Beauty salons in Ireland to reopen on July 20 – will the UK follow suit?
Beauty salons, hairdressers and barbers in Ireland are expected to reopen their doors on July 20, as phase four of the Irish Government’s new coronavirus plan – and many are wondering if the UK will adopt a similar phased approach.
Irish Prime Minister Taiseach Leo Varadkar announced the roadmap for unlocking restrictions on Friday (May 1). It is broken up into five phases, starting on May 18, with a three-week break between each phase.
Beauty salons, hairdressers and barbers are expected to reopen in phase four, which starts on July 20, because it’s a “higher risk service involving direct physical contact for periods of time between people”.
The roadmap plan statement added: “There is a higher risk associated with the spread of the infection associated with person to person contact, e.g. hairdressers, beauticians, etc.”
Throughout the plan, the rate of the Covid-19 virus in the community will be monitored and if it gets out of control at any time, the below could be amended.
UK Prime Minister Boris Johnson is expected to announce the UK’s roadmap for unlocking restrictions later on this week as many ask the question: when will beauty salons be allowed to reopen during Covid-19?
What is Ireland’s five-phase plan for reopening during coronavirus?
Phase one – starts on May 18
– Allowing outdoor meetings between people from different households
– Opening up childcare for healthcare workers
– A phased return of outdoor workers
– Opening retailers which are primarily outdoor or those which were open during the first level of restriction (eg opticians)
– Opening certain outdoor public amenities.
Phase two – starts on June 8
– Allowing visits to households
– Developing plans and supports to open up business with consideration for safety of staff and customers
– Opening small retail outlets and centres where social distancing can be observed
– Opening public libraries.
Phase three – starts on June 29
– Allowing small social gatherings
– Opening creches, childminders and pre-schools for children of essential workers in phased manner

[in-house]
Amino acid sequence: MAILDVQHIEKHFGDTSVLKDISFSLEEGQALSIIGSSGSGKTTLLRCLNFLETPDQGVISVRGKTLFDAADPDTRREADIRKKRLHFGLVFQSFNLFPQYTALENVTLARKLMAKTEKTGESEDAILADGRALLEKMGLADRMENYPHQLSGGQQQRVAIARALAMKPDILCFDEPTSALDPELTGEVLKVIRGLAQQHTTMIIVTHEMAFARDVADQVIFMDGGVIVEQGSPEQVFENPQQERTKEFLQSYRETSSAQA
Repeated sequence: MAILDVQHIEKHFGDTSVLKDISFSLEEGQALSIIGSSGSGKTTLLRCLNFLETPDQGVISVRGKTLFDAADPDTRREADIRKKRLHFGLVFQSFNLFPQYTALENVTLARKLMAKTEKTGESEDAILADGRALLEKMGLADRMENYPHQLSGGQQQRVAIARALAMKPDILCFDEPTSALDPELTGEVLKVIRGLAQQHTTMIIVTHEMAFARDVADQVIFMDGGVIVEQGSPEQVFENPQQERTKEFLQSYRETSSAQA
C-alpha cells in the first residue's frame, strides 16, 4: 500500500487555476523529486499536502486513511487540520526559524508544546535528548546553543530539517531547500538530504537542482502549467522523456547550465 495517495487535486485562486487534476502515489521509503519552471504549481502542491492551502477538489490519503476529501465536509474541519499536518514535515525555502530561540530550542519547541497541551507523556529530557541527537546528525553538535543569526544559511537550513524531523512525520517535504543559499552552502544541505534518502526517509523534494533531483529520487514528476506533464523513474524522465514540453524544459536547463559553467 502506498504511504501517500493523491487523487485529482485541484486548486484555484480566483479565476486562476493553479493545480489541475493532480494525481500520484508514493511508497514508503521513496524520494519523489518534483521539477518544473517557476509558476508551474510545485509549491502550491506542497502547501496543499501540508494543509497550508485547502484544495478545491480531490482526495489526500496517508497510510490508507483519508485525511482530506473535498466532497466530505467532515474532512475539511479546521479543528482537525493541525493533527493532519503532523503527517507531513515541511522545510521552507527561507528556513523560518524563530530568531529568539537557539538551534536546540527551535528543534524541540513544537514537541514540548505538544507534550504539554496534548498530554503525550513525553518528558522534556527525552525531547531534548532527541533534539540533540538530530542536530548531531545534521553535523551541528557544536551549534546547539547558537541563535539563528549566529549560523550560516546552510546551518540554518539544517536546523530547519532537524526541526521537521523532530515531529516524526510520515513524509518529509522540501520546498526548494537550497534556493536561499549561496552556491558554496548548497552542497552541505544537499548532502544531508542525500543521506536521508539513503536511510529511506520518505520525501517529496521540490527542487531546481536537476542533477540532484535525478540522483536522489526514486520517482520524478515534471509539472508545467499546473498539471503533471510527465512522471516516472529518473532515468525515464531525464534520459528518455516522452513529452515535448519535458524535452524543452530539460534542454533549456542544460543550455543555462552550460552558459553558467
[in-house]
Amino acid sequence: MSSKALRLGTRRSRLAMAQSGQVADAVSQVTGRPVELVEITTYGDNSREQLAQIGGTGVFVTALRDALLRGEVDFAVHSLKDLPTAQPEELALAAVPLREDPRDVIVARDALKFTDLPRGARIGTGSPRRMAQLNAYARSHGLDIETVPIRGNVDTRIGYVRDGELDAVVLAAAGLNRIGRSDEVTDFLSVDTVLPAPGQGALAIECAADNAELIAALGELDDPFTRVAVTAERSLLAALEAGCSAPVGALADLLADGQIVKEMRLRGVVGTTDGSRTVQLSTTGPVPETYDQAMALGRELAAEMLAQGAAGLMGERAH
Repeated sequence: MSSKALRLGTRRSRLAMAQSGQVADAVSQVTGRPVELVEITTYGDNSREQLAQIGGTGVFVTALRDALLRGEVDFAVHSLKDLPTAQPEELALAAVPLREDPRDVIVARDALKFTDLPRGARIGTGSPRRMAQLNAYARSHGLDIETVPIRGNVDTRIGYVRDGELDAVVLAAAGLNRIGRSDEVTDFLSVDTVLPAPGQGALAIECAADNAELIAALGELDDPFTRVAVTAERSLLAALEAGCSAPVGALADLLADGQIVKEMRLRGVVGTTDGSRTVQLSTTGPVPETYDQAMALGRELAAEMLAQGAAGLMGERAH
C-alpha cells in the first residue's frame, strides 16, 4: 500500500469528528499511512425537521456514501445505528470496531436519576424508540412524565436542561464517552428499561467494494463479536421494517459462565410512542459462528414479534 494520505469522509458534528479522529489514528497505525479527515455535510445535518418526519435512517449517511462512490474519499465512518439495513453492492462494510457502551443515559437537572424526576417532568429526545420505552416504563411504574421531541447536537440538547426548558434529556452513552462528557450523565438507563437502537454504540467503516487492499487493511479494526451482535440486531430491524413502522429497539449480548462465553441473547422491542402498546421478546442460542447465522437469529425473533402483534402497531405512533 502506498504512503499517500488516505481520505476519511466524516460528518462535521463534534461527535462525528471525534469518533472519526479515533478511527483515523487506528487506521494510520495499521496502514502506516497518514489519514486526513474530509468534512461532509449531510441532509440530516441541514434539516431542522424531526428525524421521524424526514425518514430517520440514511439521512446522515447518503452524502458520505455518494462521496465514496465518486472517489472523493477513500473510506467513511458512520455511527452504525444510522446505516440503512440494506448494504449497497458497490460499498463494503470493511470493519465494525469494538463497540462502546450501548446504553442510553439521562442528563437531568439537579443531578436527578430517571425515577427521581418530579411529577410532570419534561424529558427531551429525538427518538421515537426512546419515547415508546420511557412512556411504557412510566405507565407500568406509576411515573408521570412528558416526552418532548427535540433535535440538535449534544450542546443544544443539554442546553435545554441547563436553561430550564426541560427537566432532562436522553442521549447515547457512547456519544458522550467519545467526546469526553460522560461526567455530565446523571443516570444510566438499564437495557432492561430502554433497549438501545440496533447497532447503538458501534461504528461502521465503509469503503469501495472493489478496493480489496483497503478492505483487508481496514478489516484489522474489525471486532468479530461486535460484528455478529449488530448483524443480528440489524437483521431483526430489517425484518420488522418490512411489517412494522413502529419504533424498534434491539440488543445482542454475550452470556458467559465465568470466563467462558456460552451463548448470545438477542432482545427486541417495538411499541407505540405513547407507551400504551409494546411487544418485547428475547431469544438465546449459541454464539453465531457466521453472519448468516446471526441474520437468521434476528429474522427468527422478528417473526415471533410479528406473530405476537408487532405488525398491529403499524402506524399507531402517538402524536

– Returning to work for those with low levels of interaction
– Opening non-essential retail outlets with street level entrance and exit
– Opening playgrounds.
Phase four – starts on July 20
– Opening creches, childminders and pre-schools for children of all other workers on a gradually increasing basis
– Returning to work for those who cannot work from home
– The gradual easing of restrictions for higher risk services (e.g. beauty salons, barbers and hairdressers)
– Opening museums, galleries, places of worship
Phase five– starts on August 10
– Allowing larger social gatherings
– Returning to work across all sectors
– On a phased basis, commencing at the beginning of the academic year 2020/2021, opening of primary and secondary schools and 3rd level institutions
– Further easing of restrictions on high risk retail services.
Following the publishing of the five-phase road map, the Irish Government announced a suite of supports for businesses struggling in the Covid-19 crisis. The measures include a €2 billion pandemic stabilisation and recovery fund; €2bn Covid-19 Credit Guarantee Scheme to support lending to SMEs for terms ranging from three months to six years; €10,000 restart grant for micro and small businesses; three-month commercial rates waiver for impacted businesses; the "warehousing" of tax liabilities for 12 months after recommencement of trading; and a commitment to local authorities to make up the rates shortfall.
Beauty and hair industry reactions
With some clarity on a date for reopening, industry bodies are now moving to guide their members through the preparation stage. The Hairdressing Council is publishing a best practice guidance for its members on the specifics of how it should re-enter a changed work environment.
The Irish Spa Association has created a business continuity and reactivation plan and is publishing a blueprint to ensure its members have the guidelines to emerge from the pandemic stronger than ever.
HABIC has already issued some guidelines to its members on what to consider as they prepare to reopen and it has stressed that the industry will not be going back to how it used to do things – it will require new standard operating procedures, staff training and co-operation, financial decisions around these new procedures, and clients will have new needs.